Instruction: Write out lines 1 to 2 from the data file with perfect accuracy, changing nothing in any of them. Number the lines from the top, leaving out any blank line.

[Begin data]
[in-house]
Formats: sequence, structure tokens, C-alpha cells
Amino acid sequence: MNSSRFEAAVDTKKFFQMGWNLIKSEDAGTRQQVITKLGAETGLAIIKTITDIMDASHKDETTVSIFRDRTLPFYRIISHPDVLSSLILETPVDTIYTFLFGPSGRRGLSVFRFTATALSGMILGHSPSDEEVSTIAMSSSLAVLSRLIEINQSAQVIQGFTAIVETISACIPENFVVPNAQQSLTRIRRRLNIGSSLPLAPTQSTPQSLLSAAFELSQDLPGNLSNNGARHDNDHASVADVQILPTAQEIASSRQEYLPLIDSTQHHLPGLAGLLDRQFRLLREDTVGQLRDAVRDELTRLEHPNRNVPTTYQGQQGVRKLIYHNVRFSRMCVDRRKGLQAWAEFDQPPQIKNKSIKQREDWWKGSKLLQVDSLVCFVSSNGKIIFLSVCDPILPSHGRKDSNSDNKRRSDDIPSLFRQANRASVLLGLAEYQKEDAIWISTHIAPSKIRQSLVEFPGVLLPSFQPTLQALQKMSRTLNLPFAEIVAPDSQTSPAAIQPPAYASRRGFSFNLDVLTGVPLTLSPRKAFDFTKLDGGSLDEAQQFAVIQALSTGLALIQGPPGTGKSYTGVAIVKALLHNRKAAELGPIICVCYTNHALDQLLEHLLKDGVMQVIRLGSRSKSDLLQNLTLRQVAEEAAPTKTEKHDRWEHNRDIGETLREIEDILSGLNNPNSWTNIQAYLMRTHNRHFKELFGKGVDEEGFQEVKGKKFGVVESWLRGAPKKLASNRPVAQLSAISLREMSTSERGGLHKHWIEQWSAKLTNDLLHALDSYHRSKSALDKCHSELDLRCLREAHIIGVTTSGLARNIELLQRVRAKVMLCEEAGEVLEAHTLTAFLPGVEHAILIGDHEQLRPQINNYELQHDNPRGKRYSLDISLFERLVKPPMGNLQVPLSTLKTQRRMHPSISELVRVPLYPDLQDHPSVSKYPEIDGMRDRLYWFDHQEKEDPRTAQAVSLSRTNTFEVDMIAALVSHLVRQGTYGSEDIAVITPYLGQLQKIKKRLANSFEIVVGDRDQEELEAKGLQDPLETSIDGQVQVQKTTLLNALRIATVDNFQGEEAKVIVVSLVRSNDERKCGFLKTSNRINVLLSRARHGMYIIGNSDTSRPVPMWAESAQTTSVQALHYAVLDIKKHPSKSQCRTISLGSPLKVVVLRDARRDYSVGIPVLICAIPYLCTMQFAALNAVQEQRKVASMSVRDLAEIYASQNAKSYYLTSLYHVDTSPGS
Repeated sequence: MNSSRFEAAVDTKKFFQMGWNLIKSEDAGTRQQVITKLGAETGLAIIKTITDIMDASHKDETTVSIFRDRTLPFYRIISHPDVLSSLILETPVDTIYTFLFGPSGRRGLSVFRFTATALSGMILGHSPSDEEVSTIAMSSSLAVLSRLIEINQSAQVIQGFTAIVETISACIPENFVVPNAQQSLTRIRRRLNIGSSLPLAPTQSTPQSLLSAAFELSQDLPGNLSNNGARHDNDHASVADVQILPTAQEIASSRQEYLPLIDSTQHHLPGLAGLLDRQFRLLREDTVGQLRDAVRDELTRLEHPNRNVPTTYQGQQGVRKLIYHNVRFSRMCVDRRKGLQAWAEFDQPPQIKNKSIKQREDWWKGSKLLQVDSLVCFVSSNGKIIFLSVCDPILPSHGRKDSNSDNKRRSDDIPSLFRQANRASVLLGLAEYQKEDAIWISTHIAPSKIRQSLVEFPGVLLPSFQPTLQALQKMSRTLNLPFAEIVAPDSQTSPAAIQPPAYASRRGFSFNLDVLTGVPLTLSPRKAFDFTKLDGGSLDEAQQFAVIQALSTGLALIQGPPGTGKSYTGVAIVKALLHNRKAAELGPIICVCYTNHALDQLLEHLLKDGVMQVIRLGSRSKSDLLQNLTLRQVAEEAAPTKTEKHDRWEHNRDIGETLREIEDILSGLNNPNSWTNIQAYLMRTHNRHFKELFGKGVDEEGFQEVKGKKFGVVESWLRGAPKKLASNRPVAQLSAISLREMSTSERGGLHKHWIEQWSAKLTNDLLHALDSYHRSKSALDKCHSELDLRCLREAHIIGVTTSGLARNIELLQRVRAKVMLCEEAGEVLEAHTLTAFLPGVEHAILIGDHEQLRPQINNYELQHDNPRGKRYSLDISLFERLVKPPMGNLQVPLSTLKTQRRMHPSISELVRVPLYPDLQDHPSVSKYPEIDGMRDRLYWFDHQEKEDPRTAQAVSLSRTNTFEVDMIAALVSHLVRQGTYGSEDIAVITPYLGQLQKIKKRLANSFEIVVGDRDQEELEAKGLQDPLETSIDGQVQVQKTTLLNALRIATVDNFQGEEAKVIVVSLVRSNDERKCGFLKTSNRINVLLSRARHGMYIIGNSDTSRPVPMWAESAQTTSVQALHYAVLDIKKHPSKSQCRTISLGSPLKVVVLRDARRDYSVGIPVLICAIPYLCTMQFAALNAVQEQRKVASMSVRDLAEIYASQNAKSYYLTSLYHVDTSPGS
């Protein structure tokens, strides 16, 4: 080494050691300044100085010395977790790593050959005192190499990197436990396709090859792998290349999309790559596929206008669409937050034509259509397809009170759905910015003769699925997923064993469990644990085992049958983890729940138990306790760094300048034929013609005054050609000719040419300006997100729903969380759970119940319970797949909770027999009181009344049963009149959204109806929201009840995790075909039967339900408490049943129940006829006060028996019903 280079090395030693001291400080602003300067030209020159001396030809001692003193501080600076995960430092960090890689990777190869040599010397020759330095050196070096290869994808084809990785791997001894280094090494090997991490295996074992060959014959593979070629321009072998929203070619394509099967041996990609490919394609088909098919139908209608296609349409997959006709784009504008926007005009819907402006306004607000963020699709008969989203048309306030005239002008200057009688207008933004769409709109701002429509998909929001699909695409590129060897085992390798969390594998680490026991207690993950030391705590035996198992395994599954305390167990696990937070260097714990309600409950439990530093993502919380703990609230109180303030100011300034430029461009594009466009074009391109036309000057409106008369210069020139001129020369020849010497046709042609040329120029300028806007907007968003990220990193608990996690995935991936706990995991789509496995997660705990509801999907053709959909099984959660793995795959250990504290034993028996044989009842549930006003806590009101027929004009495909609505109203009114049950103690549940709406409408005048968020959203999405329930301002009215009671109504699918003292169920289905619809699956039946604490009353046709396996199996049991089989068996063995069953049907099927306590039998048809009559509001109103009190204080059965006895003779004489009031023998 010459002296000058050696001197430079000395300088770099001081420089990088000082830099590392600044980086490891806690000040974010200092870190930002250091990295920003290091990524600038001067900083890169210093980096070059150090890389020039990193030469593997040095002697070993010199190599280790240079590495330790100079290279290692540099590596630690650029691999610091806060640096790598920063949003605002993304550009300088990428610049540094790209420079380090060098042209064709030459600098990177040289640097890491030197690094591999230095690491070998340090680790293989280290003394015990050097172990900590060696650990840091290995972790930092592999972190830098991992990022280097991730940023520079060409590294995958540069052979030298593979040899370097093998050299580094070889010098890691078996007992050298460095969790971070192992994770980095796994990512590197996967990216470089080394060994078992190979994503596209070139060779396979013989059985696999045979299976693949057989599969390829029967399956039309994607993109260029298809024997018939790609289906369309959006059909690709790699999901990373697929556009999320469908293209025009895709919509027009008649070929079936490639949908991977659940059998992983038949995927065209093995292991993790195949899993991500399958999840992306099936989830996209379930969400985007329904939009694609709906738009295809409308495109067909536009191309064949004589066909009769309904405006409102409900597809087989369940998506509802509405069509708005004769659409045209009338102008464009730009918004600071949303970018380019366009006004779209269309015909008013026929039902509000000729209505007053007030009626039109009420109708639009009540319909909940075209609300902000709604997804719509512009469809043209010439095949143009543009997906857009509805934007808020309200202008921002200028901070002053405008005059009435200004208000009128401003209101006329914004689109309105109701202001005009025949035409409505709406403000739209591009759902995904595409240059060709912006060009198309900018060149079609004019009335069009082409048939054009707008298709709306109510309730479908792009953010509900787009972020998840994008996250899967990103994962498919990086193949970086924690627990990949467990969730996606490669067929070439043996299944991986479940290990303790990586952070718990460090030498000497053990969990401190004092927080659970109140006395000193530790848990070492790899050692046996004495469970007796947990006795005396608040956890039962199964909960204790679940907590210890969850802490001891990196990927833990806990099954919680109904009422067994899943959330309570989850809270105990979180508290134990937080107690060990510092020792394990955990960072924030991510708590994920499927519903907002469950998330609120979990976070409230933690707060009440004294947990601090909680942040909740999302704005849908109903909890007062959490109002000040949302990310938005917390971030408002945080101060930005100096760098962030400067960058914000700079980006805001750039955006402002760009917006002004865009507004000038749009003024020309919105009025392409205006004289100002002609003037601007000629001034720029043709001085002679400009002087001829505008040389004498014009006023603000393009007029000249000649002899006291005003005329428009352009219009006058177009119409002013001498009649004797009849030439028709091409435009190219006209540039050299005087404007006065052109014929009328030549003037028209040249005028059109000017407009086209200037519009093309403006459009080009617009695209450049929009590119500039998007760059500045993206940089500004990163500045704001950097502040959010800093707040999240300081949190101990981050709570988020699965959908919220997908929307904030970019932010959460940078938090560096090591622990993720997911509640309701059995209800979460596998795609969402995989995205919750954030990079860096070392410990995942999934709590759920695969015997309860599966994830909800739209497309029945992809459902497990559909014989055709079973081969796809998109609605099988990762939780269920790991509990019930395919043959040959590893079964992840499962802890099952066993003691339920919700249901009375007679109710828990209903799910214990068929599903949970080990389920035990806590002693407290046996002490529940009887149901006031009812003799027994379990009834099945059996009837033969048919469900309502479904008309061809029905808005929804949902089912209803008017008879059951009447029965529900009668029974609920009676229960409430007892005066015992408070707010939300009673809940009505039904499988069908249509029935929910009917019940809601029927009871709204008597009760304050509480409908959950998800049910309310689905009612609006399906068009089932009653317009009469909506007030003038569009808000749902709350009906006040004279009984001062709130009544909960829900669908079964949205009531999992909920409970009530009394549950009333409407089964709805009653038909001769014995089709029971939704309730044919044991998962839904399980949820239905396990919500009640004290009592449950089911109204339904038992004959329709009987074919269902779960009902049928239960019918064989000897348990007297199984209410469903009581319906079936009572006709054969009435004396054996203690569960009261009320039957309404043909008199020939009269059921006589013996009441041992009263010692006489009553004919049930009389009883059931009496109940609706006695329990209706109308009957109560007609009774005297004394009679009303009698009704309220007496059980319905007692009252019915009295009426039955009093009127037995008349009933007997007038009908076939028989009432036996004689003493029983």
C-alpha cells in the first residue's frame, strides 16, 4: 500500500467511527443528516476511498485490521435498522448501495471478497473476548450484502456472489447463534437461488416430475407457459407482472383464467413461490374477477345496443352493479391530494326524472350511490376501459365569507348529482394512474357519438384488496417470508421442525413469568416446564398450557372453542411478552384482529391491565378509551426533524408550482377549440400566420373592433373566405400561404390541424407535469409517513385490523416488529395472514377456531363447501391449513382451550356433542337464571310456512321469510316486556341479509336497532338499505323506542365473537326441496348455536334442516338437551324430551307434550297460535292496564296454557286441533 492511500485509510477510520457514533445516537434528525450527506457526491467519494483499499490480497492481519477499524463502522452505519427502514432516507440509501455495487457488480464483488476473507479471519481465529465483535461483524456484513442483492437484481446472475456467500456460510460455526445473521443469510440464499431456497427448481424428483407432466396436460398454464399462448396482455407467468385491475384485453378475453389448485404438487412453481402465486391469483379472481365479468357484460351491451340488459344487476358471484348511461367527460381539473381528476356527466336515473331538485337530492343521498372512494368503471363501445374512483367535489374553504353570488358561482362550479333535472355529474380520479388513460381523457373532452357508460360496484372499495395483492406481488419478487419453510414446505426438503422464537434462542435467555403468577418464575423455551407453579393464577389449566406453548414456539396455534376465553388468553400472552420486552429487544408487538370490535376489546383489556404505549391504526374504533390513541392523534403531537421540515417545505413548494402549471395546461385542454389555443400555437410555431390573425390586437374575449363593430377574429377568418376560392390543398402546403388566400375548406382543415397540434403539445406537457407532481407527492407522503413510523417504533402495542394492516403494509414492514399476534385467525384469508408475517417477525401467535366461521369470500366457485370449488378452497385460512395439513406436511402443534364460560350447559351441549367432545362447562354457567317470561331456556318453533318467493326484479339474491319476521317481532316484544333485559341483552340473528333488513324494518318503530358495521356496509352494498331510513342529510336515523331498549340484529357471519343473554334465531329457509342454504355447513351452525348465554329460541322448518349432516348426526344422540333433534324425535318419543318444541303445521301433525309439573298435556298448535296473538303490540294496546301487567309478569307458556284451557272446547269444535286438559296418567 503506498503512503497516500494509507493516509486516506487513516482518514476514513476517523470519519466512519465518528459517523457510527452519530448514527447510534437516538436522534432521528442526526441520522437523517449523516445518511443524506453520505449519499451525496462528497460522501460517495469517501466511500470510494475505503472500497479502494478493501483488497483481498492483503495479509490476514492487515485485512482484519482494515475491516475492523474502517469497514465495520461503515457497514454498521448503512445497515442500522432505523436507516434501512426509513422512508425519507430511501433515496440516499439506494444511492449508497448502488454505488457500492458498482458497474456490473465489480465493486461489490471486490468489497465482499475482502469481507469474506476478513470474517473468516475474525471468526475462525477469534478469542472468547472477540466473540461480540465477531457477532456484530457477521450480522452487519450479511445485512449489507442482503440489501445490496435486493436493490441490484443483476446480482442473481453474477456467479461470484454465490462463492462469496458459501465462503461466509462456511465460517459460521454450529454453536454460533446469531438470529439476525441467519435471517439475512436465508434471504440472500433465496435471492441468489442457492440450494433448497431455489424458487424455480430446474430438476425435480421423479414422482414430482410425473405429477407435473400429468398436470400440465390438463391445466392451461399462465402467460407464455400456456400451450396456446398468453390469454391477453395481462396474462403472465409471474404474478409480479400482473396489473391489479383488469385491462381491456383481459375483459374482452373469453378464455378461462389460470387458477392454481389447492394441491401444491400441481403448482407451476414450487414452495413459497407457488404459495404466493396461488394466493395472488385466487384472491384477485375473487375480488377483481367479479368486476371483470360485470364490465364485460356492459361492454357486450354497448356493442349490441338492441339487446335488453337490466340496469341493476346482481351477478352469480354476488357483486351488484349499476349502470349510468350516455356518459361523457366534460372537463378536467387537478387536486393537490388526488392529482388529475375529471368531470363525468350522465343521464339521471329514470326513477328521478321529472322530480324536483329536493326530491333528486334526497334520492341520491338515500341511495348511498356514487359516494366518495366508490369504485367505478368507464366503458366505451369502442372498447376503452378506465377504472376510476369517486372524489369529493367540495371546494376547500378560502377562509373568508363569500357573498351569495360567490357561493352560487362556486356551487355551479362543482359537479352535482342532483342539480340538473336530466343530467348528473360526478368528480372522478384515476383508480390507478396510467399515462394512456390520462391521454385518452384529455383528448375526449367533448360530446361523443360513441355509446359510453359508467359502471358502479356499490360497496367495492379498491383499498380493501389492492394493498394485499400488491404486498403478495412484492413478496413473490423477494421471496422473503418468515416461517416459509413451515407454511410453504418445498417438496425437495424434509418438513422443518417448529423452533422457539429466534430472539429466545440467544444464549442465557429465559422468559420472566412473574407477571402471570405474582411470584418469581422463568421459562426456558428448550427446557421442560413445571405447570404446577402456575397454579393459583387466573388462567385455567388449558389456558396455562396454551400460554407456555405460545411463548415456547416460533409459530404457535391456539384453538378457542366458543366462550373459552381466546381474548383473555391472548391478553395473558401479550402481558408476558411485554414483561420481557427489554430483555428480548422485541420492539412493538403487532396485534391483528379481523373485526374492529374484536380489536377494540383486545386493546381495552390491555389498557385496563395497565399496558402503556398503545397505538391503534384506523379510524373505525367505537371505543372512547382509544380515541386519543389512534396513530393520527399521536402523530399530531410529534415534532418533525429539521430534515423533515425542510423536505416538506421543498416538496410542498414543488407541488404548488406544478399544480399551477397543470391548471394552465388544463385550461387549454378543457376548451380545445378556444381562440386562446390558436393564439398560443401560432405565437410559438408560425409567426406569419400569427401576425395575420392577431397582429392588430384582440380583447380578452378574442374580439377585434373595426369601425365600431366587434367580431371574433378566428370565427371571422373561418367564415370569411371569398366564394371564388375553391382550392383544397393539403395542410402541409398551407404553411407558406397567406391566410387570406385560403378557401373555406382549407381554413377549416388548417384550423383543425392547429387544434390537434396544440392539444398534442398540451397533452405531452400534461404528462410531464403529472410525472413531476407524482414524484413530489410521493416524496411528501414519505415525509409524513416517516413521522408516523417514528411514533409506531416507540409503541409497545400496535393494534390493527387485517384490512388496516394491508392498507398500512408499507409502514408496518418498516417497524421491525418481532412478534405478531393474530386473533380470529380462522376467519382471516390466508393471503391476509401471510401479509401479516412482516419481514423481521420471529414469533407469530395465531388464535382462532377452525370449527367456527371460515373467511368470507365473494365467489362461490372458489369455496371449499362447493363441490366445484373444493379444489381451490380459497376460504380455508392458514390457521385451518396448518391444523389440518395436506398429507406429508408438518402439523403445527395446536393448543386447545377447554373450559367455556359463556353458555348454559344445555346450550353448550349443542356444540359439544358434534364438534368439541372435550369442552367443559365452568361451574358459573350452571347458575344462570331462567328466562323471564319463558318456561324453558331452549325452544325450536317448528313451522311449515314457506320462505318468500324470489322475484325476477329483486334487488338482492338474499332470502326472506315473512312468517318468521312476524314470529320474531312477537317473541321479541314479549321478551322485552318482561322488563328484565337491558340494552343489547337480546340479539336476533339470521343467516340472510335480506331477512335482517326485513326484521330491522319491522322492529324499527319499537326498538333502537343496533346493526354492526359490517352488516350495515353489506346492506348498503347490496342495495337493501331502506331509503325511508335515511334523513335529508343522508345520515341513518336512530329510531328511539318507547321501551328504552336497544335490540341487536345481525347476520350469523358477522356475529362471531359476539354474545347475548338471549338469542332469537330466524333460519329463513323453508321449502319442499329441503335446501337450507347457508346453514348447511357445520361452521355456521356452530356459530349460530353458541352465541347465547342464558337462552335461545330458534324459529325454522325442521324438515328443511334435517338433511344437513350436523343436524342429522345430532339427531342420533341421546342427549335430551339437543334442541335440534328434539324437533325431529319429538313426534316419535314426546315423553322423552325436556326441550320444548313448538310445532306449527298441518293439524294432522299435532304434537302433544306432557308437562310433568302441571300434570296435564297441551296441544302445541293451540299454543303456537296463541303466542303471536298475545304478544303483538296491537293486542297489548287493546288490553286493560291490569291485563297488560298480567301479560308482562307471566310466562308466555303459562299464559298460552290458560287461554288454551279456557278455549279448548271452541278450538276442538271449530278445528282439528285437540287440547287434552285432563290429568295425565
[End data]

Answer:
[in-house]
Formats: sequence, structure tokens, C-alpha cells